What you have to know when pandemic forces you to work from home

When I started my law firm (of one) almost two years ago, I decided to work from home.

We had our third baby coming in a few months, and I wanted my daily commute to be downstairs instead of downtown.

My wife was very supportive of the move. She was really getting tired of listening to me complain about the streetcar getting “short-turned,” or stalled, or whatever, en route home at the end of a long day.

We intended to set up my basement office as an elegant man cave. But apart from a borrowed throw rug from my 8-year-old’s bedroom that he didn’t want anymore (“too babyish”), my bunker of delight turned out to be more of a dumping ground for all the unwanted toys and clothes than an office. And man, you should have seen it at Christmas, all the wrapping paper everywhere …

But wait, you didn’t start reading this piece to hear about my office. You started reading this to know the most important thing to be able to cope and survive this world-altering pandemic.

Well, by far, the most important thing you need to know about working from home during the pandemic is …

Oh, hold on. My 8-year-old son just came in YELLING!

“Daddy! Daddy! I need help!! Help me!!!”

Me: “Oh my God, what’s happening? Are you OK? Where’s mom?”

My son: “There’s a GUACAMOLE spill on the floor!! I spilled guacamoleeeee!!! Help!!!!”

Sorry, I’ll be right back.


Hi. Phew! That was a messy one.

Okay, where was I?

Oh yes. The most important thing you need to know about working from …

My wife yelling from upstairs: “Lunch is ready!”

Me: “Okay, thanks, I’ll be up in one minute.”

My 4-year-old son sneaks in as I’m writing this to you right now, climbs up and sits on my lap.

My son: “Whatcha doing, Dad?”

Me: “Trying to help people.”

My son: “Doing what?”

Me: “Giving them some advice on how to survive working from home.” My son: “Tell them not to die.”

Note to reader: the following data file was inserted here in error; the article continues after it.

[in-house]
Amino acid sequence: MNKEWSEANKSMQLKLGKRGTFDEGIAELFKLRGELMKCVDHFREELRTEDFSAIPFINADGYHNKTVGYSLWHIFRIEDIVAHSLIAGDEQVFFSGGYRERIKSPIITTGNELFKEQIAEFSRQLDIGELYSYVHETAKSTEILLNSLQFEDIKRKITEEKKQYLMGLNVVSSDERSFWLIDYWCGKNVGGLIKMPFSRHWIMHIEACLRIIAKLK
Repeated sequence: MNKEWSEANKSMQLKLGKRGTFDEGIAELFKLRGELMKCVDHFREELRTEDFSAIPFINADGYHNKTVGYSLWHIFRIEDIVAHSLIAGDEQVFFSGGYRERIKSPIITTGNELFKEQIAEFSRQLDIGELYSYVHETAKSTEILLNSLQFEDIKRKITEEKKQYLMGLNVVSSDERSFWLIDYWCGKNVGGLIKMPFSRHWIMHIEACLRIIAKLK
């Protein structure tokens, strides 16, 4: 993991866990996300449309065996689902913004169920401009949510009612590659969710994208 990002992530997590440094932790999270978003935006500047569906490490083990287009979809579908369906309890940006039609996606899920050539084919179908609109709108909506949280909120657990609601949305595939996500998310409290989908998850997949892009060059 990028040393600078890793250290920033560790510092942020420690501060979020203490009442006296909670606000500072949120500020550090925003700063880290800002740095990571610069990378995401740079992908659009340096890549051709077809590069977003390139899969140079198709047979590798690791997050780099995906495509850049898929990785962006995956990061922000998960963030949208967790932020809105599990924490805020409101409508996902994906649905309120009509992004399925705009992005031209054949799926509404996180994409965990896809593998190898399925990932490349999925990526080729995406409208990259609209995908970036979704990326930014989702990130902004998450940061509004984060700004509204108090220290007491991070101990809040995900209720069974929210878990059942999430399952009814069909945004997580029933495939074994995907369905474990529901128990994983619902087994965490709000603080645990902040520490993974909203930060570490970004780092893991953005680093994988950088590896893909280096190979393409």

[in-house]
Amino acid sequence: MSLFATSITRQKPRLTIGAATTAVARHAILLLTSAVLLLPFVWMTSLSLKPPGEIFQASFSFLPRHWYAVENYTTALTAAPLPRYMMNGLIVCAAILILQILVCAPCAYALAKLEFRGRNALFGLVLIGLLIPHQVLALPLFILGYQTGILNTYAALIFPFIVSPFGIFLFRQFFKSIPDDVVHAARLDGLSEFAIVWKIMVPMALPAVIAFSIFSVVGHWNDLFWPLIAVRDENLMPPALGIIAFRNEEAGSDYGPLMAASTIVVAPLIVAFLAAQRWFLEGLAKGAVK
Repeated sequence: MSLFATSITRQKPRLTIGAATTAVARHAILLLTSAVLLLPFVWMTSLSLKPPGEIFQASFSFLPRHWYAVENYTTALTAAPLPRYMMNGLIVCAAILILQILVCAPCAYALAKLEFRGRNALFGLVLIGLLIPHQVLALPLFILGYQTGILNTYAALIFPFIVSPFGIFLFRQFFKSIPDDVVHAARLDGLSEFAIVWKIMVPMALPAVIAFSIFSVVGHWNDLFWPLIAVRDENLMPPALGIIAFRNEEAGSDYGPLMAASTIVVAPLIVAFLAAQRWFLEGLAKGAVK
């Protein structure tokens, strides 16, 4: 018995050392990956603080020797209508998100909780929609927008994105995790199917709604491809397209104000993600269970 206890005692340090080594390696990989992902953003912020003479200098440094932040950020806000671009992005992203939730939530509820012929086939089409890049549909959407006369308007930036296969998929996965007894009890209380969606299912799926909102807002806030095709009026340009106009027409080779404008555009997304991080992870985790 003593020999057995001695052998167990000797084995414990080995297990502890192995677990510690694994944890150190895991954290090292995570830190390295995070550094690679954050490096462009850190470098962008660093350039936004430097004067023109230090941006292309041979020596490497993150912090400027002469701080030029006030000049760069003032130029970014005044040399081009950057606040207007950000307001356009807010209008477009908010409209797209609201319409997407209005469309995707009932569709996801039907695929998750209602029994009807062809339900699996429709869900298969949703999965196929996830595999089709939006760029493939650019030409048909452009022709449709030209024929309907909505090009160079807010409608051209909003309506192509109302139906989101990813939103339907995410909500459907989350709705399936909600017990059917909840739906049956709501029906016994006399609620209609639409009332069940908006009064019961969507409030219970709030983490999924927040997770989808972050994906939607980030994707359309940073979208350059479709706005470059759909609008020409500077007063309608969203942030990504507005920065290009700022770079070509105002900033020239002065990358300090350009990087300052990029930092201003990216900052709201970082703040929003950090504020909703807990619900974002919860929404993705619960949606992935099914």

Me: “OK, thanks.”

My son: “No problem. And lunch is ready.”

I’m so grateful for being close to my wife and three kids. I really am.

But it can get a little overwhelming sometimes. I just need some space, you know? Like 10 hours of alone time everyday!

My basement storage locker of our rental house that is pretty much mine has all the great distractions of laundry, the second fridge and a set of noise-cancelling headphones my wife gave me for my 49th birthday because I was complaining about all the wonderful sounds of childhood stomping on the living room floor; a.k.a., my head.

Oh, I forgot to mention. We home school our kids. Well, not so much “schooling” them, more like they’re just staying at home with us. They’re learning by absorption. And it seems to be working. My eldest is learning how to read by playing Pokemon Shield. My middle child is interested in science questions through an online educational site concerning the largest number, what space is and really, anything about death. He’s obsessed with death, as you may have noted above.

Which leads me back to the most important thing about working from home … Ha! You thought I was going to get interrupted by my kids or my wife, didn’t you? Fooled you!

As I’m writing this, I’m listening to the latest announcement from the government on the rising numbers of dying from COVID-19. And I’m feeling rather frazzled from the morning shop to Loblaws, seeing the empty shelves of toilet paper, hand sanitizer and baby Tylenol — I can never seem to get there right after a shipment comes in. How is it that people know when the shipment arrives? Are they just camping out in the parking lot, waiting for the trucks? I’ve been to 12 stores to find a few rolls of tp, and it’s starting to get me down.

Yes, the most important thing you need to know about working from home is learning (fast) how to cope with constant distraction. From your loved ones, for sure, but also your mind.

It’s easy to fall into a depression, even if you have never been depressed in your life. It’s easy to start emotionally eating. Or just eating. All. The. Time. Or becoming obsessed with doing the dishes, the laundry, holding your baby, avoiding client calls …

Make a to-do list every day. And check at least three things off it. That will make you feel better. It always does.

My 4-year-old son: “Dad, I need help.”

Me: “What. I’m almost finished …”

My 4-year-old son: “Mommy is putting the baby to sleep and I can’t find Frozen 2 on Disney+.” OK folks, this will only take a few minutes. I’ll be right back.

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